Much more can be said about bhavanga. I am no expert. I haven't studied the subject in detail yet. (I haven't even finished Selfless Persons.) I'm just guessing. Ven. Dhammanando can set the record straight I'm sure.

Ed
Sīlaṃ balaṃ appaṭimaṃ.
Sīlaṃ āvudhamuttamaṃ.
Sīlamābharaṇaṃ seṭṭhaṃ.
Sīlaṃ kavacamabbhutaṃ.


Virtue is a matchless power.
Virtue is the greatest weapon.
Virtue is the best adornment.
Virtue is a wonderful armor.

Theragatha 614


Sabbapāpassa akaraṇaṃ,
kusalassa upasampadā,
Sacittapariyodapanaṃ,
etaṃ buddhāna sāsanaṃ.


Refraining from all wrong-doing,
Undertaking the good,
Purifying the mind,
This is the teaching of the buddhas.

Dhammapada v. 183/14.5
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Re: Further explanation of 'thitibhutam', the primal mind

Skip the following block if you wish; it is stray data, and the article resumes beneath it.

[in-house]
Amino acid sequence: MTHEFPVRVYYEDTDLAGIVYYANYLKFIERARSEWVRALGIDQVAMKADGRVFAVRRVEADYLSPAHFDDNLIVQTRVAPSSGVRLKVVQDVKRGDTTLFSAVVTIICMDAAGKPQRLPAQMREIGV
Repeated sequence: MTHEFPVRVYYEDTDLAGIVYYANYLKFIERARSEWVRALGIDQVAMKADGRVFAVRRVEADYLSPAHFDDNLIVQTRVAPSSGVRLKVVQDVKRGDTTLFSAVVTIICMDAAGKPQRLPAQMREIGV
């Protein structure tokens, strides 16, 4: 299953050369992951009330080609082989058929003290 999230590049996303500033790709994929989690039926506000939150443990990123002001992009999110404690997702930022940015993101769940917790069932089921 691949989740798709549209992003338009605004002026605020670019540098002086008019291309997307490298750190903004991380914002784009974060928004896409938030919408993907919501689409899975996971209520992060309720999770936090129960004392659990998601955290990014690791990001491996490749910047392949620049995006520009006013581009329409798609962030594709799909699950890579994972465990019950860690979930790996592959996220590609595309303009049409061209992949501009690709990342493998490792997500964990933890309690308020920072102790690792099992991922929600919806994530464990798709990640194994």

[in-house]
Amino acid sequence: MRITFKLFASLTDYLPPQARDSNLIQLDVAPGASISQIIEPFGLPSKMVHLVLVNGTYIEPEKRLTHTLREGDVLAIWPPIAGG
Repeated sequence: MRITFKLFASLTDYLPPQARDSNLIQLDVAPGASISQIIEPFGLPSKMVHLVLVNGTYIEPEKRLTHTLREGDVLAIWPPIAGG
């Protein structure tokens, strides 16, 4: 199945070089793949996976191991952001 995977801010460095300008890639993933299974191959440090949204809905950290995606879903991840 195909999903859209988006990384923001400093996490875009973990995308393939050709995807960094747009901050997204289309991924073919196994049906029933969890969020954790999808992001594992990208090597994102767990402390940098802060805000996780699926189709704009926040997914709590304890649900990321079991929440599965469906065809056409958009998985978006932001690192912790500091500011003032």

Postby gavesako » Tue Mar 17, 2009 4:23 pm

I think there is nothing so mysterious about it: as it says above, it refers to the "primal mind" (citt derm in Thai), which can be understood as the mental space in which all the conditioning starting with avijja happens. It has to have a "somewhere" to occur in, otherwise avijja would be the first cause, and with the disappearance of ignorance all experience (in the case of an arahant) would also collapse.
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Kiṃkusalagavesī anuttaraṃ santivarapadaṃ pariyesamāno... (MN 26)

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Re: Further explanation of 'thitibhutam', the primal mind

Postby Jechbi » Wed Mar 18, 2009 2:52 am

Thank you, venerable. :anjali:

Does that mean that thitibhutam is unconditioned?
Rain soddens what is kept wrapped up,
But never soddens what is open;
Uncover, then, what is concealed,
Lest it be soddened by the rain.